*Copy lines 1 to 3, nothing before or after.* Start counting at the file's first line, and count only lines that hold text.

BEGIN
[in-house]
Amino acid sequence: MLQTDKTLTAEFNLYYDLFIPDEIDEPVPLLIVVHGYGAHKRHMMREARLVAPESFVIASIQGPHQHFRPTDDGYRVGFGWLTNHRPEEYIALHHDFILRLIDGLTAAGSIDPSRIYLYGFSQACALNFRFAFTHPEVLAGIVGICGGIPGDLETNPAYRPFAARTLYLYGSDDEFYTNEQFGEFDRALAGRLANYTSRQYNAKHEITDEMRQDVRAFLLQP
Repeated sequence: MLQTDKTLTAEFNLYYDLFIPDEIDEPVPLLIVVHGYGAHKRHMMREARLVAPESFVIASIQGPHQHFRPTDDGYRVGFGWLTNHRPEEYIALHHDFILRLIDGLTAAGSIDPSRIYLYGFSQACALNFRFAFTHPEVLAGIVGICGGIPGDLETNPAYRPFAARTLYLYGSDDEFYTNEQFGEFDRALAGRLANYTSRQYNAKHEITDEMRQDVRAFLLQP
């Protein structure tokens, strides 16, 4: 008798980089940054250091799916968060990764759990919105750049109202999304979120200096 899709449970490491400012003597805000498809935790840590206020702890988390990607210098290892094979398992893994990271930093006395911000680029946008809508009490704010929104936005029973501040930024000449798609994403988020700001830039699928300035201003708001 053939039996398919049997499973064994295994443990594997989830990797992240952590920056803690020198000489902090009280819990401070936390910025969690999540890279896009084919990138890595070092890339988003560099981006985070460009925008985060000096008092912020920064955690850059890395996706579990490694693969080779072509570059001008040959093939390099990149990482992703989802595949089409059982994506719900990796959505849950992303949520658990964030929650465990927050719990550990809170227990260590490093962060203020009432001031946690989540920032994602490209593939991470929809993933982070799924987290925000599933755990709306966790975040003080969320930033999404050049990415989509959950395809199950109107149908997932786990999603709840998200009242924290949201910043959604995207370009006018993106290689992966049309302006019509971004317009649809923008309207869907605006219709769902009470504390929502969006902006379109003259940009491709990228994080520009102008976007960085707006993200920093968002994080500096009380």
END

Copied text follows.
[in-house]
Amino acid sequence: MLQTDKTLTAEFNLYYDLFIPDEIDEPVPLLIVVHGYGAHKRHMMREARLVAPESFVIASIQGPHQHFRPTDDGYRVGFGWLTNHRPEEYIALHHDFILRLIDGLTAAGSIDPSRIYLYGFSQACALNFRFAFTHPEVLAGIVGICGGIPGDLETNPAYRPFAARTLYLYGSDDEFYTNEQFGEFDRALAGRLANYTSRQYNAKHEITDEMRQDVRAFLLQP
Repeated sequence: MLQTDKTLTAEFNLYYDLFIPDEIDEPVPLLIVVHGYGAHKRHMMREARLVAPESFVIASIQGPHQHFRPTDDGYRVGFGWLTNHRPEEYIALHHDFILRLIDGLTAAGSIDPSRIYLYGFSQACALNFRFAFTHPEVLAGIVGICGGIPGDLETNPAYRPFAARTLYLYGSDDEFYTNEQFGEFDRALAGRLANYTSRQYNAKHEITDEMRQDVRAFLLQP